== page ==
Servaas Hiel and Silke Schuerewegen traveled to Poland together to provide help for Ukrainian refugees. Servaas is currently doing a bridging programme in Biomedical Sciences at the University of Antwerp, and after that he plans to do a Master in Tropical Diseases. Silke is currently an undergraduate student at the Karel de Grote Hogeschool and she is studying Medical Laboratory Techniques. For the past two weeks Servaas and Silke have been in Przemyśl, Poland to assist the local aid organizations with medical and administrative tasks.
Before Servaas and Silke decided to leave for Poland, they were planning to go on a skiing holiday together. But after seeing the devastating impact of the war in Ukraine, they decided that they wanted to go and help the Ukrainian refugees in Poland. Together, they set-up a GoFundMe fundraising initiative to collect donations so that they could purchase specialized medical material for a field hospital in Ukraine and for the refugee center at the Polish-Ukraine border.
With these funds they were able to buy over 10,000 items, ranging from Israeli bandages to strong painkillers. Using these items they made 200 first aid kits or iFAKs, for both military and civilian use in the Ukraine. 100 of these were transported to a warehouse for distribution and transport to the Ukraine, together with 2 boxes of various medical materials and painkillers.
The rest of the medical goods were sent to the refugee center in Przemyśl, which was set up in an old shopping center. Here, the refugees arrived from Medyka, they then got registered as a refugee and they were then able to get transportation to different countries, such as Belgium, The Netherlands, and Austria. Volunteers from most European countries were present, and Silke and Servaas were responsible for organizing transportation to Belgium, The Netherlands and Austria.
Even though the task seemed simple, Servaas and Silke had to overcome some challenges. First and foremost, there was a huge language barrier as neither Servaas or Silke speak Ukrainian or Russian. So they worked together with a translator, Dima, who came from Kyiv and who was now volunteering at the refugee center. So together with Dima, they arranged transportation for the refugees to different refugee centers or family members. Each day they helped approximately 150 refugees register at the sign-in desk and then helped them with obtaining transportation and housing.
There was now more medical support present than at the beginning of the refugee crisis in Przemyśl, and together with the Croce Rossa Italiana or CRI they helped with medical and administrative work to aid as many families as they could. Most people crossing the border had already received some basic medical assistance. The occasional medical emergencies that were taken care of at the border crossing were people in a critical state with wounds and amputations due to mines and artillery cluster shells.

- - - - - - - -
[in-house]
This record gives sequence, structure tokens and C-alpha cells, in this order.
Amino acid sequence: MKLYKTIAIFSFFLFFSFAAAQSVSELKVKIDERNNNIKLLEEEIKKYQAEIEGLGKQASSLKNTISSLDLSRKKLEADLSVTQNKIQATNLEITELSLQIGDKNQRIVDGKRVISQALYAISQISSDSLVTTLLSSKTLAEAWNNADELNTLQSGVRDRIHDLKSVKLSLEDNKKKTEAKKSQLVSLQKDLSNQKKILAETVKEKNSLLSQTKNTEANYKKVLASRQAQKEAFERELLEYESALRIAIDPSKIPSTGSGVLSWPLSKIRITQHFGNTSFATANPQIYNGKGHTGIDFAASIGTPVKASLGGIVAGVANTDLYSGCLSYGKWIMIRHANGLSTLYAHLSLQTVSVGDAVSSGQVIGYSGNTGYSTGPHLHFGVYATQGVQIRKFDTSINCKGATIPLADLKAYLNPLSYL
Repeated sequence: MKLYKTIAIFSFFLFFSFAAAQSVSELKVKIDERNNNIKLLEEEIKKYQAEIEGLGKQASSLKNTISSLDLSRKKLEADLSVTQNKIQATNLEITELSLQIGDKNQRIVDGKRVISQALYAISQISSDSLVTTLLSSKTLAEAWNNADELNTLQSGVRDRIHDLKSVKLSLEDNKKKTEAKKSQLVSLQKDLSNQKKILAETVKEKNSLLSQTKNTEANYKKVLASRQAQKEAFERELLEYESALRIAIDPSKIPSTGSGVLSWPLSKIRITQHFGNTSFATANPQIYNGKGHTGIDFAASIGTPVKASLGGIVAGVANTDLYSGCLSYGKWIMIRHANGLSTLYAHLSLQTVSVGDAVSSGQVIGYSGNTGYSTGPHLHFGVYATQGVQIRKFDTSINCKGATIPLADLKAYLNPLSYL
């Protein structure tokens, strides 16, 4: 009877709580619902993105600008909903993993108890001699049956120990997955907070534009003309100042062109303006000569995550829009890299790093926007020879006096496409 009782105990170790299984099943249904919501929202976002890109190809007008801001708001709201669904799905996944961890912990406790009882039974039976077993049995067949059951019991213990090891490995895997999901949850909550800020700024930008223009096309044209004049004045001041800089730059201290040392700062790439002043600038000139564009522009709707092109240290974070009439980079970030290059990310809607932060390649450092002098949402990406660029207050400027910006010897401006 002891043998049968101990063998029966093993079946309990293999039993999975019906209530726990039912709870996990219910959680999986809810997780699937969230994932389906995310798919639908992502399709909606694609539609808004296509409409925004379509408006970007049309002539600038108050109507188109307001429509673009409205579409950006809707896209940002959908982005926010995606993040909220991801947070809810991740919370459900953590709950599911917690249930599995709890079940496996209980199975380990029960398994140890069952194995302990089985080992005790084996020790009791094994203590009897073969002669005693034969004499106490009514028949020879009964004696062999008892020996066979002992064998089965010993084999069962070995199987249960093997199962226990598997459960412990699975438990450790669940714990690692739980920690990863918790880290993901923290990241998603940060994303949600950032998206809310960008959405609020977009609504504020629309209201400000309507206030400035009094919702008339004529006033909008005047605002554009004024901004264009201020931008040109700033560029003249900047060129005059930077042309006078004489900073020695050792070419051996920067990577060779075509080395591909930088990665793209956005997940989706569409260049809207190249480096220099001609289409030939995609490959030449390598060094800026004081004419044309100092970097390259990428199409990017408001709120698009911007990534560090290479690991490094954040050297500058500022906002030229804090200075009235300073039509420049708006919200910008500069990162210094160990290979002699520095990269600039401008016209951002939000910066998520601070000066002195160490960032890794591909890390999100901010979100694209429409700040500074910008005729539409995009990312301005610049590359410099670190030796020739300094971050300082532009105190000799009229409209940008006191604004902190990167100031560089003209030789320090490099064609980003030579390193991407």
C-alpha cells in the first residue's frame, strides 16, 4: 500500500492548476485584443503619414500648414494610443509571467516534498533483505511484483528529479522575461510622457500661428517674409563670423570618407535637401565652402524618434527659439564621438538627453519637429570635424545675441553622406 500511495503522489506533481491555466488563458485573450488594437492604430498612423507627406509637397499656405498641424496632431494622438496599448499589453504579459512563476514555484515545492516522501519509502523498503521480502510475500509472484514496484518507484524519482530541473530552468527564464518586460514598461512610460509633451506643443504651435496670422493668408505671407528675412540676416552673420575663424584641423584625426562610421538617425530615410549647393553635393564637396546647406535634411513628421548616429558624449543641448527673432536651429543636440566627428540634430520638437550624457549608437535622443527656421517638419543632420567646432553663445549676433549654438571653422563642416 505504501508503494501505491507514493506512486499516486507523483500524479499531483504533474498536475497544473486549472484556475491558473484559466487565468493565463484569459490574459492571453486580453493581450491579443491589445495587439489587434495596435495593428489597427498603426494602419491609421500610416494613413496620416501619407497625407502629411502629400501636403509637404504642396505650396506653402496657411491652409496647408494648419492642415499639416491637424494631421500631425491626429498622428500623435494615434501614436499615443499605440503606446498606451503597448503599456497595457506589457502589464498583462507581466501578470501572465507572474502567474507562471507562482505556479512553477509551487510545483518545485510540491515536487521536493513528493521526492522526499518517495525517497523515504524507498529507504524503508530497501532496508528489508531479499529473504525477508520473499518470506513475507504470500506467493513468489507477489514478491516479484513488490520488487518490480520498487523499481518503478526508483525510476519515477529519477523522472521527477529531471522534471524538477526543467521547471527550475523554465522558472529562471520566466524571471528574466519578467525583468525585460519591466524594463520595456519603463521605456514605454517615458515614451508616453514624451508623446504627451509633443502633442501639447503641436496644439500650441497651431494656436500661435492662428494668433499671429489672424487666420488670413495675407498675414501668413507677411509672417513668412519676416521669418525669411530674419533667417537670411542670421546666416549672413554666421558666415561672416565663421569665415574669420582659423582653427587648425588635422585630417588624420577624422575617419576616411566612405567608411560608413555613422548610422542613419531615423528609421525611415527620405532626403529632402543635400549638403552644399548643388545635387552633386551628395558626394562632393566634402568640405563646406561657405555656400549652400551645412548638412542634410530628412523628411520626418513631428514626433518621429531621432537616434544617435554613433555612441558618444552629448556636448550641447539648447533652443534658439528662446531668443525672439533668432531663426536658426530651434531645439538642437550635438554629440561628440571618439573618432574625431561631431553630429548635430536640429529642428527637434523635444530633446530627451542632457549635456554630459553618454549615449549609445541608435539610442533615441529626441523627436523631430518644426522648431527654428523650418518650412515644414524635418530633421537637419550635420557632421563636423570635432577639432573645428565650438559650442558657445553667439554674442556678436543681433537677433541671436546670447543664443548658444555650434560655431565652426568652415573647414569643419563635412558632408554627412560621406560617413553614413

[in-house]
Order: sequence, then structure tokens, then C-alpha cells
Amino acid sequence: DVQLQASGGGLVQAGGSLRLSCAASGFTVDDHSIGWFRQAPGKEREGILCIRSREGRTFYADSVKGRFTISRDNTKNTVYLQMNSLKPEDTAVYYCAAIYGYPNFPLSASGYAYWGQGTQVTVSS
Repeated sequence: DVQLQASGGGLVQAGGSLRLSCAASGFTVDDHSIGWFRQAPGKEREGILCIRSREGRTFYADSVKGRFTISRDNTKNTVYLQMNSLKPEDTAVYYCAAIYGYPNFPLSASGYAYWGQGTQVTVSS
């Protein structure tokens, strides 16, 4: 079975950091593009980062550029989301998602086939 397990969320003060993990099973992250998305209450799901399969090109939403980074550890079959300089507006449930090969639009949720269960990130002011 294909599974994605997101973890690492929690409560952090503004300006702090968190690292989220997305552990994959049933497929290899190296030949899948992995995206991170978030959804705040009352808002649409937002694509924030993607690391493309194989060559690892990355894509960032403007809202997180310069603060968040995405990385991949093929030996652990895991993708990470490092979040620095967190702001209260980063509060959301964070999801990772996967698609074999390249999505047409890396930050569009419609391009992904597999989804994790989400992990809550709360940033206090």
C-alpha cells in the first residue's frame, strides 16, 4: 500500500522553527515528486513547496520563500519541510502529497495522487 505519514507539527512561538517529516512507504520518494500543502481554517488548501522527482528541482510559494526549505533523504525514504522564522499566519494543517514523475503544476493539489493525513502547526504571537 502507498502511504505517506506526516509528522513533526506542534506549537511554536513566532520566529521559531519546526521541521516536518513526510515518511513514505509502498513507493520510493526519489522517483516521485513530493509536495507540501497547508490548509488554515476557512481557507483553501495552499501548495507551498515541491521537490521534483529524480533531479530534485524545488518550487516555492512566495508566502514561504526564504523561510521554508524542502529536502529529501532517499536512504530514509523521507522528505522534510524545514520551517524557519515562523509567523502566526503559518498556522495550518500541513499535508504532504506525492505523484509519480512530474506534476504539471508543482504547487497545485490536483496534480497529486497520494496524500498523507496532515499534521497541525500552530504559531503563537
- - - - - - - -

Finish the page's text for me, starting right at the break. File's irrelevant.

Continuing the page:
The devasting effects of this war on Ukrainian civilians became all too clear to Silke and Servaas when they saw photos of train stations and refugee humanitarian corridors that had been bombed. “The stories we heard and photos we saw showed the brutality of this war against the local population. Most of the local Ukrainian people had seen or heard the war taking place and were in shock”, explain Servaas and Silke.
The daily life in the refugee center was one of a lot of organization, starting from 7 in the morning until 9 or 10 in the evening. The refugee center volunteers primarily had contact with all the other volunteers and drivers and worked on arranging transportation for refugees, donations for food and medical material, and answering questions from refugees.
On a daily basis, food donations were collected for the refugee center. Primarily fruit, bread, yoghurt and drinks were a priority as they only got certain items once a week. Volunteers also went to a nearby store to buy fruit, bread and yoghurt for the center. These goods were supplied directly to the makeshift restaurant that World Central Kitchen had made inside the center to feed all the refugees and volunteers.
Servaas and Silke managed to help more than 1000 refugees with transportation directly to The Netherlands, Belgium and Austria. “Certain refugees have remained close to my heart ever since I registered them” Servaas explains. “For example, Gratas is a minor who fled together with his girlfriend and would like to become a farmer in The Netherlands. After 4 days of continued talks with him, we managed to find him a family in Groningen and he’s happy there. After my final exams, I’ll go to Groningen to visit him, and we’ll stay in touch via Telegram until we see each other again.”
Silke mentions: “What I will remember the most is all the people and refugees that we met. They were so grateful for our help and were so happy that we could arrange transportation for them”.
Both Servaas and Silke are now safely back in Belgium, resting from their adventure and long 16 hour drive.
Article written by Servaas Hiel and Silke Schuerewegen. Edited by Dr. Bronwen Martin.